Voters need more info for primaries
More public information needs to be made available to the residents of Schenectady as we quickly approach the Democratic primary on Tuesday, June 23.
Gone are the days when the Schenectady Democratic establishment will cruise to victory on Election Day without a Democratic primary challenge.
We have seen evidence of this in recent years in hotly contested races for city council, mayor and the county legislature.
With that in mind, we have a contested state Senate seat up for grabs this primary season.
In February, Thearse McCalmon announced her candidacy for the 49th district to challenge Republican Jim Tedisco. Well known for her near Democratic primary victory against Mayor Gary McCarthy, she kicked off her race with name recognition and credibility. Then, in May 2020, the Schenectady County Democrats endorsed Donovan McRae, who moved to the Capital Region in 2018.
Why, you might ask, would the county Democrats not endorse McCalmon, who purchased her first home in Hamilton Hill in 2003, is an educator and mother? I will not speculate here, but I will encourage all the registered Democrats in Schenectady and beyond to seek out information and articles on this race. Maybe The Gazette will write one, too?
Cartoon appealed to stereotypes
I am currently reading a book called “Dog Whistle Politics,” by Ian Haney López, which describes how politicians (mostly Republicans, but some Democrats as well) have used coded racial appeals to stir racist fear in white people in order to get elected. The editorial cartoon which appeared in the June 9 edition of The Gazette does not even bother with a coded racist appeal. Its depiction of a black man (wearing a hoodie of course) robbing a white woman is so obvious and blatant in its racism that no decoding is necessary. It also tries to tap into the oldest of racist fears: that black men will attack white women.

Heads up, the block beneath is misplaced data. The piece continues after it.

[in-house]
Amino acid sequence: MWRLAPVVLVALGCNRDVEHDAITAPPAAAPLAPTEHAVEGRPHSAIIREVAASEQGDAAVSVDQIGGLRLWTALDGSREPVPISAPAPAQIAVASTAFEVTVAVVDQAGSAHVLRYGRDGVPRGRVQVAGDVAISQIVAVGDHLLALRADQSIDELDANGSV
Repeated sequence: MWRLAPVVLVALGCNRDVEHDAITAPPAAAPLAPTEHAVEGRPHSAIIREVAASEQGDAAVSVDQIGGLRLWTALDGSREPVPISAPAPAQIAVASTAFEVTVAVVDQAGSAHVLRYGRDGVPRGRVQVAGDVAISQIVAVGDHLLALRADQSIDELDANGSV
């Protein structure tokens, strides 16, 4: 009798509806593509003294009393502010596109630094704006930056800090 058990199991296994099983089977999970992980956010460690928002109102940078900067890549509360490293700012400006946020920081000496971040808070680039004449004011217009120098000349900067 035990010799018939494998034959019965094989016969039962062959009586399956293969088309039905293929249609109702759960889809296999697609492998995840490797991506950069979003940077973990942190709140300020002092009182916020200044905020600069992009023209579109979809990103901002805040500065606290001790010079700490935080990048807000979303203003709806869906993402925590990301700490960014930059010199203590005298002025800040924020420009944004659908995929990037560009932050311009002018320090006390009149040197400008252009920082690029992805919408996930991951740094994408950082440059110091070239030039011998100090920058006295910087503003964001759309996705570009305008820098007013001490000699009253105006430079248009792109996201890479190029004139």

The cartoon is implying that it is only people of color who are in favor of defunding police departments (not true as there are many white people who are in favor of this as well) and that a benefit of this defunding would be that black people would be free to commit crimes against white people without fear of reprisal from the police. I understand that The Gazette wants to be fair and equal in printing editorial cartoons from both liberal and conservative perspectives. However, in addition to misrepresenting what defunding the police means, this particular editorial cartoon crossed the line of decency with its clear and abhorrent racist appeal.
Grateful for work of retiring educator
I wanted to send a great thank you to a retiring teacher from Schalmont High School. Her name is Michelle Freeman and she has taught science classes in the high school for many years. As a past school board member, I have the utmost respect for this great teacher. For the 10 years I served on the school board, we always had a top 10% reception honoring the top 10% of each graduating class every year.
These students would invite a teacher or person of choice that had mentored them or helped them during their school career and would honor them at this reception. I can honestly say that Michelle Freeman was chosen by students every year.
It was always refreshing to see the relationships she created with her students which last a lifetime. Also, I would like to give a special thanks to all the teachers who are adapting to teaching remotely during these trying times. Education is so important I can’t give enough thanks to our teachers.